Reading from Exodus at the dry Mass at the Institute of Christ the King
seminary in Gricigliano, 2003
What was the purpose of the palms? I've always wondered. At some level there is a practical and honorific element to the placing of palms in the path of the Lord, almost saying that the ground on which Christ's donkey walks is unworthy to support the Lord. Yet we ought to recall some typology from Exodus. During the Mass today there is actually a "dry Mass" (Missa sicca) to bless the palms, a ceremony with an introit, reading, gradual, Gospel, preface, Sanctus, and blessing prayers, much like a Mass. the reading from the "dry Mass" is from the book of Exodus, at the moment when Moses and the Israelites arrive at an oasis of twelve fountains and seventy palm trees. The Israelites had left their bondage but would not have made their way out of Egypt without rest, a place of shade, and some water. In short, the palms provided that. As those palms and water provided the Israelites the means of leaving the bondage of slavery, so Christ provides His people with the means of leaving the bondage of death. The third of the five collect prayers to bless the palms contains not a few didactic lines:
The branches of palms, therefore, represent His triumphs over the prince of death; and the branches of olive proclaim, in a manner, the coming of a spiritual unction. For that pious multitude understood that these things were then prefigured; that our Redeemer, compassionating human miseries, was about to fight with the prince of death for the life of the whole world, and, by dying, to triumph. For which cause they dutifully ministered such things as signified in Him the triumphs of victory and the richness of mercy.
The procession from the aforementioned celebration of Palm
Sunday by the Institute of Christ the King in 2003
Recall also that in Rome palms are not always used. Often the Roman Church substitutes olive branches given their greater availability in Italy. The olive branch is no less significant. After the Great Flood a dove brought an olive branch to Moses. To he who survived the Flood the olive branch was not a peace-offering, but rather a sign that death had ended and life had begun anew.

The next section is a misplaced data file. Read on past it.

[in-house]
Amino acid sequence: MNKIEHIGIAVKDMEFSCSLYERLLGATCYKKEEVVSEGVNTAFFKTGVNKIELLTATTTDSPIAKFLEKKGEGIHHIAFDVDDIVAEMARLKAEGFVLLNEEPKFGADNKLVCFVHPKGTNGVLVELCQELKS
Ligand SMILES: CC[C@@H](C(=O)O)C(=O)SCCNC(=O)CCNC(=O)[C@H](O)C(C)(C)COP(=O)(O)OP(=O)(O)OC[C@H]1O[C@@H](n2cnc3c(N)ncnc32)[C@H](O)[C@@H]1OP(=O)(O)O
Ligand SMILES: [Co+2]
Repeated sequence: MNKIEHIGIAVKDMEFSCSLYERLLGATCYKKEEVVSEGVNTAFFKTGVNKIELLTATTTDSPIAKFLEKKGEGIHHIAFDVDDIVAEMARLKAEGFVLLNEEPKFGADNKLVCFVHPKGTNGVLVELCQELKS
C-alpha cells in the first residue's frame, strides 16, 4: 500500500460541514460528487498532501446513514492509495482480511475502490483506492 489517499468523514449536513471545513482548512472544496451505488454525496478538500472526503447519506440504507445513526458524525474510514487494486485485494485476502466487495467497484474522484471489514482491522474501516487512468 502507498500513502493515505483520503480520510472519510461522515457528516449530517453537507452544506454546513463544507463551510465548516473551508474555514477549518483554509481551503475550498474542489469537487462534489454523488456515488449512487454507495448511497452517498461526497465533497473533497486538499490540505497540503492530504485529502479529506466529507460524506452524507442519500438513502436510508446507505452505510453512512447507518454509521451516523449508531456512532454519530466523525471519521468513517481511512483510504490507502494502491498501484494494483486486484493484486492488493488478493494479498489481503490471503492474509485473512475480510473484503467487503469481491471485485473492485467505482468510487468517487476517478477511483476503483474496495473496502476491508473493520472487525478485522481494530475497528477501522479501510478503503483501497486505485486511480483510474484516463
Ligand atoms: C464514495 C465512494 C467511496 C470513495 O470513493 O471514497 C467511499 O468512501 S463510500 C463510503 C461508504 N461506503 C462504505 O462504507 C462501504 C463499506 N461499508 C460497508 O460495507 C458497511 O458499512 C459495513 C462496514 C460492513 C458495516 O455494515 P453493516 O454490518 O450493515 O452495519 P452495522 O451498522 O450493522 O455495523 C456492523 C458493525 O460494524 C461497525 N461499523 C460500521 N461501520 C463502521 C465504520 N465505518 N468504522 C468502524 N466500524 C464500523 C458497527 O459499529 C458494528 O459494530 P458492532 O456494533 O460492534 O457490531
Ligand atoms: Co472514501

Olives branches are especially prevalent throughout the Mediterranean world. It is not unthinkable that the Cross was made from from the wood of an olive tree, making olive branches and palms both types and anti-types of Christ's redemptive work.

Palm Sunday initiates Holy Week, both the most important proper week of the year and a curio in the Roman rite, a week that preserves the most ancient liturgical customs of the Eternal City which fell out of regular use. In the first millennium there would be two Masses in Rome. The first would be celebrated in the presence of the Pope at St. Mary Major, where palms would be blessed and distributed. The focus of this Mass would be Palm Sunday. There would then be a procession to the Archbasilica of Our Savior, the cathedral of Rome, where the Pope would celebrate a Mass of the Passion of the Lord. The current arrangement of a "dry Mass" followed by a procession and a Mass of the Passion is a remnant of that, unless one uses the reduced new rite. The "dry Mass"—with its Introit, collect, Epistle, gradual, Gospel, preface, Sanctus, "consecration," distribution of holy things, and dismissal—is the relic of the former of the two ancient Palm Sunday Masses.

A procession of clergy and laity, holding their palms and preceded by a veiled cross—as the mystery of the Cross is hidden!—leaves the church and takes a path eventually leading back to the front door, which is sealed, a representation of the resistance of the people of Jerusalem to our Lord. A small choir still within the Church sing the hymn Gloria, Laus, et Honor Tibi Sit in alternation with those outside. The entrance of Christ, the unease of the Jewish people, the laud of Christ's followers, and the Lord's lament for Jerusalem are not simply re-enacted, but re-visited! At the end the subdeacon knocks on the door of the Church with the cross, opening it. From here the Mass of the Passion begins.
Glory, praise and honor to Thee, O King Christ, the Redeemer: to whom children poured their glad and sweet hosanna's song.
Glory, praise and honor to Thee, O King Christ, the Redeemer: to whom children poured their glad and sweet hosanna's song.
Hail, King of Israel! David's Son of royal fame! Who comest in the Name of the Lord, O Blessed King.
Glory, praise and honor to Thee, O King Christ, the Redeemer: to whom children poured their glad and sweet hosanna's song.
The Angel host laud Thee on high, On earth mankind, with all created things.
Glory, praise and honor to Thee, O King Christ, the Redeemer: to whom children poured their glad and sweet hosanna's song.
With palms the Jews went forth to meet Thee. We greet Thee now with prayers and hymns.
Glory, praise and honor to Thee, O King Christ, the Redeemer: to whom children poured their glad and sweet hosanna's song.
On Thy way to die, they crowned Thee with praise; We raise our song to Thee, now King on high.
Glory, praise and honor to Thee, O King Christ, the Redeemer: to whom children poured their glad and sweet hosanna's song.
Their poor homage pleased Thee, O gracious King! O clement King, accept too ours, the best that we can bring.
Glory, praise and honor to Thee, O King Christ, the Redeemer: to whom children poured their glad and sweet hosanna's song.
A short clip of the door knocking ceremony with an Old Roman